But it’s usually still there. The interweb remains a great, if somewhat noisy, technical resource!

Learn to communicate. This covers tools, such as Microsoft Word and Excel (or whatever is used in your world), but also has to do with improving your writing — and possibly speaking — skills. You may need to do documentation for others, or give a presentation, but you’ll find that skill with documentation and analysis tools is also a benefit to you.

This occurs in two ways. First, you can use these tools to explore a problem or at least put it down on paper. Sometimes a diagram or a flowchart or some kind of drawing is very helpful in breaking down and understanding a problem. Second, documenting your work using modern tools for the job is almost pleasant; the result definitely is!

You will want to be familiar with a good authoring tool (such as Word), a good data analysis tool (such as Excel), a good drawing tool (programmers make many diagrams), and maybe a presentation tool (PowerPoint; sorry about all the MS Office references, but they are very good tools) and a database tool (guess what: MS Access; sorry, I’ve lived in a Microsoft world most of my career).

The world is increasingly electronic, and it is more and more common to communicate by electronic means. You’ll want to be facile (which includes being literate and clear) with email as well as with whatever other tools make sense in your business. Increasingly, communication means the interweb, so you’ll want to be interweb aware if not savvy.

Interesting how the interweb manages to be a part of all three first general principles. Think it’s invaded and permeated our life much? (Actually, it’s been a part of programmers’ lives since it began!)

Learn your craft. Well, duh. Naturally you want to be good at what you do. That includes the background knowledge, such as knowing the programming language, as well as specific knowledge, such as the data scheme of your database. The stronger your background knowledge, the more you can see of a system, the more of that system you understand. The more you can see, the better you are at debugging or making changes.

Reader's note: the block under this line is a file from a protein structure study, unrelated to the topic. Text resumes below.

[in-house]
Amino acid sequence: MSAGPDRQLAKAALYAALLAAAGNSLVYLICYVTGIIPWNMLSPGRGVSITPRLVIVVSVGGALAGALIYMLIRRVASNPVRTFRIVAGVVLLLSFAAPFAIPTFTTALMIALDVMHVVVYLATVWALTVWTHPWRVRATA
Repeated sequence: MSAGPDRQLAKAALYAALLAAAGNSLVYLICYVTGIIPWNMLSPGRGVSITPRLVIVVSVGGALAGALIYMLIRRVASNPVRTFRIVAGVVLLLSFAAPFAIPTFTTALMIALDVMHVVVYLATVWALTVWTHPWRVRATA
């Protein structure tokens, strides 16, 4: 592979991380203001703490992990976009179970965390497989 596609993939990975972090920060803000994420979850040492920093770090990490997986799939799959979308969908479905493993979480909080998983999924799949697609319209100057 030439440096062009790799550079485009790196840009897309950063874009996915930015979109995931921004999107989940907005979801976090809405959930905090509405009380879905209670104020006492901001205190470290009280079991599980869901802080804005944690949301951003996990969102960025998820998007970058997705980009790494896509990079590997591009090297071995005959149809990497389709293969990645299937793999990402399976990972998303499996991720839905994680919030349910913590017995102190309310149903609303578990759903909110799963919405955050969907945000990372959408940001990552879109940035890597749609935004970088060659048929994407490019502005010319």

Background knowledge also tends to transfer from position to position better than specific knowledge. XML, for instance, is used in so many areas of the computer world now that knowing it is a big benefit. Knowing how computers work and communicate on a general level can be extremely helpful in giving you utility in many areas. It gives you a strong foundation on which to build.

Knowing a given language, such as Java, is fairly useful and very common, but it still narrows your options. And consider that a C programmer, or a C++ programmer, might well have felt like a Java Programmer does today. This, by the way, is why you want to learn new languages! It looks like Java is here to stay, it looks like there are plenty of Java jobs, but eventually the next new thing does come along. Background knowledge (and the ability to learn!) helps with the next new thing.

There’s a lot more to it, of course. For one, programmers need attention to detail. When it comes to software, you do have to sweat the small stuff. Each bit matters!